June 26, 2011
June 26, 2011
June 29, 2011
Computing & Information Technology
22.1379.1 - 22.1379.14
Teaching Computer Security Literacy to Non-Technical StudentsGone are they days when cyber security education was only a concern for the technological elite.In today’s world of pervasive computing, everyone is a target. The volume, sophistication, andeffectiveness of cyber attacks continue to grow and show no signs of abating. At the center ofthis cyber epidemic are college students whom rely on their computers and the Internet morethan any previous generation for their educational, social, and entertainment needs. Yet thesesame students have little knowledge of the threats they face, the potential short-term and long-term consequences of their actions and the context to make informed security decisions. Thispaper outlines our approach to teaching computer security literacy to non-technical students.Educating non-technical students at the university level fills an enormous gap in cyber securityeducation. If offered at all, current security course offerings are often only available to junior orsenior students and require many perquisites of engineering or computer sciences courses. Atthe other end of the spectrum, non-technical students often find computer security advice in theform of a one page top-ten list of computer security best practices containing little to noneexplanation nor context.The focus of this paper is to describe our approach to practical computer security education.The key objective of our approach is not to delve into the technical components of computersecurity. Instead, we bring security context to the computing actions that students alreadyperform on a daily or weekly basis. In this paper we present in detail our teaching philosophy,topics of focus, approaches to engage students in the classroom with purposeful activities andinteractive demonstrations, and how current events are interwoven into the course topics.Although classroom assessment is a component of this course, the real test occurs when thestudents leave the classroom and interact with information technology.Educating students at the university is an important step to combat the larger societal problemthat exists of education all user of information technology about computer security. It is clearthat purely technical solutions cannot and will not be the answer to combat cyber criminals.Instead a unified effort is needed, educating all users of information technology from the youngto the old, technically savvy to the inexperienced. This course aims to fulfill an important pieceof a larger puzzle by providing university students with a new opportunity to explore cybersecurity and how it affects their lives as digital citizens of cyber space.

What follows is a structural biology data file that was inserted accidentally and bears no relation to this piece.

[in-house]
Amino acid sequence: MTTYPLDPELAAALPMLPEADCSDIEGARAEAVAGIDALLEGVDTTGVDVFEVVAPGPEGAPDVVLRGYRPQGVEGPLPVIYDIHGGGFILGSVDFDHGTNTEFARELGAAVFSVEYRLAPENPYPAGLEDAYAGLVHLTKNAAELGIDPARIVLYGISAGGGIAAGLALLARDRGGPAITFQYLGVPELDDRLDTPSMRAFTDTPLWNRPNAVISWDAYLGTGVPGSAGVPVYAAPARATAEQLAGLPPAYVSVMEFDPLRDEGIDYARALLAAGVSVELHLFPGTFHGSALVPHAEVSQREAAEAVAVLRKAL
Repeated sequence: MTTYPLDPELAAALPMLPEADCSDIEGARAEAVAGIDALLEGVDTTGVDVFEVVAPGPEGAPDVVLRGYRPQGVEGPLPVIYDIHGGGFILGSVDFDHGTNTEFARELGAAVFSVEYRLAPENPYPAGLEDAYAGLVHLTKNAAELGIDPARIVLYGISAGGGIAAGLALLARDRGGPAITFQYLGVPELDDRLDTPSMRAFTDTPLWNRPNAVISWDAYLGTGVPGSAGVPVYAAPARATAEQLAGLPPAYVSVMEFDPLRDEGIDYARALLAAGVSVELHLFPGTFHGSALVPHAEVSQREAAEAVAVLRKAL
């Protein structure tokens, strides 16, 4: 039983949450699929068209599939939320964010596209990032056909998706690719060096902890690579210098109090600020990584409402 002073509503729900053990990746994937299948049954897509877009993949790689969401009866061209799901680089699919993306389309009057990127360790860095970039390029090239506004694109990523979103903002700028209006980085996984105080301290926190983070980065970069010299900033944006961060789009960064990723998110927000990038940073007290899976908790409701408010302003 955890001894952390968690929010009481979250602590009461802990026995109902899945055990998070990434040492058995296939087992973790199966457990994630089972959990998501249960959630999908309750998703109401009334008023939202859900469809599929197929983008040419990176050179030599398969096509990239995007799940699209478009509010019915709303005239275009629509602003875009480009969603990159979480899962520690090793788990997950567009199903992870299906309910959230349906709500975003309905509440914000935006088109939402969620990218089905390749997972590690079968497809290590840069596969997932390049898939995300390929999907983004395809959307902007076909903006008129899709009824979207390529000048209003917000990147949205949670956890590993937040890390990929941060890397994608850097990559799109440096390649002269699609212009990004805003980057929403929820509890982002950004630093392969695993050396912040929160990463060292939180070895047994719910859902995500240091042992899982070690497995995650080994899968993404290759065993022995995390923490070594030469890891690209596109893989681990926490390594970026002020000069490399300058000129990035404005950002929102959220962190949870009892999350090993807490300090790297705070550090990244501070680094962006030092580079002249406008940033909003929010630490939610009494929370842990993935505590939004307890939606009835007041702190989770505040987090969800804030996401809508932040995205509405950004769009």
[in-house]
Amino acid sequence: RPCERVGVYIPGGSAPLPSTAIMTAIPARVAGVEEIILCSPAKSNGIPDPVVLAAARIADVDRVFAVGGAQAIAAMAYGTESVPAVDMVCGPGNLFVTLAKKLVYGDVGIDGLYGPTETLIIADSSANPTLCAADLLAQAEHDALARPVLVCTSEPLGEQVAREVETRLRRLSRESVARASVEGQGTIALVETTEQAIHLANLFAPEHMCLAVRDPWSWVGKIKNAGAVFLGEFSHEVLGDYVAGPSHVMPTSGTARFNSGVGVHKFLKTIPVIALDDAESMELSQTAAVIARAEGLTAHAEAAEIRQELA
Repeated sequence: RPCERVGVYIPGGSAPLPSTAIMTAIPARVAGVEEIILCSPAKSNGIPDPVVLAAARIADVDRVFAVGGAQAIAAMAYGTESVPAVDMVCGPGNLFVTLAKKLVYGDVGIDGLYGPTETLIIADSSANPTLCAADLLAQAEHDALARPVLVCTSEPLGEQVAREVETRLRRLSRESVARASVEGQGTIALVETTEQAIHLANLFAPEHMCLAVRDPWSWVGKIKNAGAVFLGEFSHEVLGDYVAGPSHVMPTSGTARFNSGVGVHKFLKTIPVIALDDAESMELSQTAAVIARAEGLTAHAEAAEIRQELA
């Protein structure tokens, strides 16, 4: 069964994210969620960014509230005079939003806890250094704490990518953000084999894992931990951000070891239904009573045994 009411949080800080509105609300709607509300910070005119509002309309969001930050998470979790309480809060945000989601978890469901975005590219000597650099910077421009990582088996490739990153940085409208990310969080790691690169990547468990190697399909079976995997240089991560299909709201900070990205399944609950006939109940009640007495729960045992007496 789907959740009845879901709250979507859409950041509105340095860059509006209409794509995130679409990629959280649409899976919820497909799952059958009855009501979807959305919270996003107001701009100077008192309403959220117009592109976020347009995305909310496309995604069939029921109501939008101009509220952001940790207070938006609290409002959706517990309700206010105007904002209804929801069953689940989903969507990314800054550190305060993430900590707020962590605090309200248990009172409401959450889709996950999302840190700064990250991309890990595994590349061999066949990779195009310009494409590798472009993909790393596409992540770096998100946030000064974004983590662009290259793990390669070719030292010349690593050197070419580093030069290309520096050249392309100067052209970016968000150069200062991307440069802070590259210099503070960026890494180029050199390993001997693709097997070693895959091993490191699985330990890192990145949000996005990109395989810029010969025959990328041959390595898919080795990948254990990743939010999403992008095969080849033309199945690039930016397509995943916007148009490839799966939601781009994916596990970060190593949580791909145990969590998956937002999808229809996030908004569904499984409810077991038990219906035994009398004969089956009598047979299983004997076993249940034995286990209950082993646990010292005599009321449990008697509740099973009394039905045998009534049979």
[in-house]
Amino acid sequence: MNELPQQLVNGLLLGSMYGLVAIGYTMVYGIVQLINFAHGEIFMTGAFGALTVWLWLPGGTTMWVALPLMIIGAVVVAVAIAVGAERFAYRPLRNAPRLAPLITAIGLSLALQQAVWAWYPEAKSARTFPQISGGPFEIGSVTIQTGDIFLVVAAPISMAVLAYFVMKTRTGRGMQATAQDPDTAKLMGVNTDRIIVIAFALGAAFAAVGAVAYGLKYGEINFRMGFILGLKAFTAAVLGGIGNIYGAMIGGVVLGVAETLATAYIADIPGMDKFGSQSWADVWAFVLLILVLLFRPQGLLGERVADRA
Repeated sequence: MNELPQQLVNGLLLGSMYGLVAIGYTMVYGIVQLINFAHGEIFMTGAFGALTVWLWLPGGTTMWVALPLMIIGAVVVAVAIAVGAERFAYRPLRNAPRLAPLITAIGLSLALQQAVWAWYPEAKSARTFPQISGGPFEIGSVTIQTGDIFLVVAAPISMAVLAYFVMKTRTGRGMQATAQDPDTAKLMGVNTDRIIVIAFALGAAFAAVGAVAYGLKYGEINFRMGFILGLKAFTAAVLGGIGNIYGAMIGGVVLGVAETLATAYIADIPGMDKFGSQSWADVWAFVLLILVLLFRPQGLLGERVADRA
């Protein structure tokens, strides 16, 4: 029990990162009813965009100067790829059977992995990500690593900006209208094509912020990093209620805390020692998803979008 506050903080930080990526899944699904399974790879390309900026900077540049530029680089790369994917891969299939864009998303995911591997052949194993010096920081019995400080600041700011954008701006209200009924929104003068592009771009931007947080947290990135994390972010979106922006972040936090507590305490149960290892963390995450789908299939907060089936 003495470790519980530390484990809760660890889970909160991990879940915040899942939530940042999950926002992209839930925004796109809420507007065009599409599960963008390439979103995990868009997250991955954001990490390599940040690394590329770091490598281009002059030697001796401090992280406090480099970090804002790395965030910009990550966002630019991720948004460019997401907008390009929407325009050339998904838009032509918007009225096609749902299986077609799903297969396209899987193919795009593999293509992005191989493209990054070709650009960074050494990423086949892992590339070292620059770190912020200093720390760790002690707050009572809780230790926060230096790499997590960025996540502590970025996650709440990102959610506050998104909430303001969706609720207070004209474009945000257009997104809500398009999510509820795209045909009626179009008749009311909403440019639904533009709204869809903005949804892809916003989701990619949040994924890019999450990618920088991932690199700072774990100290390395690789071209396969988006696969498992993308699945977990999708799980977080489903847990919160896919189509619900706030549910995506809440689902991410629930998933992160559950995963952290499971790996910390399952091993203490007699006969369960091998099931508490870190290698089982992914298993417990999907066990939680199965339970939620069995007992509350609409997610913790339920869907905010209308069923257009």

Idziorek, J., & Tannian, M. F., & Jacobson, D. W. (2011, June), Teaching Computer Security Literacy to Students from Non-Computing Disciplines Paper presented at 2011 ASEE Annual Conference & Exposition, Vancouver, BC. https://peer.asee.org/18741
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